Subscribe to Newsletter

Know your rights when it comes to Aussie working holidays


Sydney Criminal Lawyers’ SONIA HICKEY gives Traveltalk an insight into the rights of travellers in the Australian workplace.

Holidaymakers, backpackers and students are entitled to the same basic workplace rights as everyone else in Australia. 

 

While most young people travelling to Australia think the greatest risk might be from the wildlife – after all this is home to snakes, spiders, octopus, jellyfish and crocodiles – the truth is that for backpackers, there is also the very real risk of exploitation when they take up work opportunities in rural areas. 

 

The recently released documentary ’88 Days’ doesn’t paint a flattering picture for Australia as a tourist or working holiday destination, it does serve as a warning to young, naïve backpackers to be wary of the dangers that exist, particularly in remote Australia. 

 

 

Subclass 42 Visa 

While the Australian Government has made it relatively easy for young people to come and explore Australia for extended periods of time, the Subclass 462 visa, which enables young people to take up three months (88 days) work in agriculture, tourism and hospitality in rural areas in order to become eligible to apply for a second Work and Holiday visa has become increasingly controversial after a number of backpacker deaths in recent years. 

 

This particular visa requires backpackers to work as fruit pickers and packers, or gardening, as well as in building, construction, painting and working as farm hands. 

 

The idea behind the scheme is that farmers get the labour they so very often need to keep their farms running, at a relatively cheap price, and backpackers meet their visa requirements to keep on travelling.

 

And of course, many backpackers have a great time during their rural stay – although the work is hard and the hours long, most farmers who operate within the scheme offer a worthwhile, safe experience. 

 

But there are those who don’t, taking advantage of vulnerable backpackers. 

 

Working in remote areas

This is an issue that police and government officials have begun to take very seriouslyas investigations into the deaths of some foreign travellers in recent years, exposed a dark side to the rural working arrangement

 

In 2017, Belgian backpacker Olivier Caramin died in Ayr, Northern Queensland as a result of suspected complications relating to heatstroke. Before his collapse in 30-plus degree heat, Oliver reported to other workers that he was feeling exhausted, but was afraid to stop because he had already incurred the wrath of his boss earlier that day for working too slowly.

 

Also in 2017, German backpacker Jennifer Kohl died when she was crushed by a ride-on mower which toppled while being driven on a hill at an Avocado farm. 

 

 

While inadequate training, limited or no experience, language and communication barriers all present potential problems, backpackers also report sexual assaults, sexual harassment, substandard living conditions, over-crowded accommodation, breaches of workplace safety laws as well as underpayment, high picking quotas, and mistreatment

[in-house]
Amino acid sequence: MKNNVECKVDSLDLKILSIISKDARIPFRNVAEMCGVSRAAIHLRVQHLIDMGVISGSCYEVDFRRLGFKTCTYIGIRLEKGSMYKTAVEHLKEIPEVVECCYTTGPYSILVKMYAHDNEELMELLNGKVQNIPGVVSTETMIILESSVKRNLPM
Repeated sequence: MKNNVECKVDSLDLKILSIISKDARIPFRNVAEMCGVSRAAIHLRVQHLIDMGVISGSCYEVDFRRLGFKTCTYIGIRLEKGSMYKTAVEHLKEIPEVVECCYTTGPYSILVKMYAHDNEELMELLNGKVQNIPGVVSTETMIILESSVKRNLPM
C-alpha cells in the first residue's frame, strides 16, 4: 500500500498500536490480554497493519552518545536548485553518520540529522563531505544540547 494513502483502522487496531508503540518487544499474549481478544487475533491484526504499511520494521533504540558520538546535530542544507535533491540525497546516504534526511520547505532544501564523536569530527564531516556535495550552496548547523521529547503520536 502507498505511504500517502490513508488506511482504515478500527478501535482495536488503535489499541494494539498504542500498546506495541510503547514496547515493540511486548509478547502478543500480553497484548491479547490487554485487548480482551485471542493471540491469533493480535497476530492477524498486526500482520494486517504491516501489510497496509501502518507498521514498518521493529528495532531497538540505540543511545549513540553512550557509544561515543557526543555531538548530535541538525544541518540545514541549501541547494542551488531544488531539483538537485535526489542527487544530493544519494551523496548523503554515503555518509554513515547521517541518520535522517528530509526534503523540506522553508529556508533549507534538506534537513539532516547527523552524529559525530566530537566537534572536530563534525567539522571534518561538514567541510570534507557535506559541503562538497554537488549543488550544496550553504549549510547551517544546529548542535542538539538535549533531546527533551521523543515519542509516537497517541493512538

British backpacker Katherine Stoner is behind the new documentary, which is based on her experience as an 18-year old backpacker in rural Australia. She reports that some of the farmers were rude and sexist, and that sexual harassment was accepted as the norm, with one farmer suggesting that she and her friend, who was also 18, might like to pick peaches naked because it was a hot day.

 

Her story, which was a frightening experience for the two women who were alone in an isolated field, miles from anywhere, is mild in comparison to some. Others allege that farmers would only sign their paperwork in exchange for sex. Other backpackers have reported being offered ‘easier’ jobs for sexual favours.

 

Australia’s workplace laws 

Under Australia’s workplace laws, holiday makers, including backpackers and students who are allowed to undertake some work, are entitled to the same basic rights and protections as other employed Australians. 

 

The Fair Work Ombudsman, the Federal Government department which oversees all workplace arrangementsacknowledges there are ‘unscrupulous operators’ and it is more than happy to take on employers who engage in criminal conduct or otherwise breach workplace rules

 

Know your rights 

The problem is that many young people don’t feel brave enough to stand up, or aren’t necessarily aware of what basic rights they have. In an effort to create more awareness for young backpackers, the agency has released its ‘Record My Hours’ smartphone app which is aimed at helping workers to keep records of the hours they work.

 

It says overseas workers can also anonymously report workplace issues in their own language – the function is available in 16 languages other than English.

 

Make sure you do your homework on the establishment you’re intending to work with in rural Australia before you go – the backpacker network is very good at sharing information about good and bad experiences. And remember, Australia is generally a safe country, but there is, as there is everywhere, always the potential for dangerous people, circumstances and situations to exist. 

 


Written by: Sonia Hickey
Published: 9 June 2019


comments powered by Disqus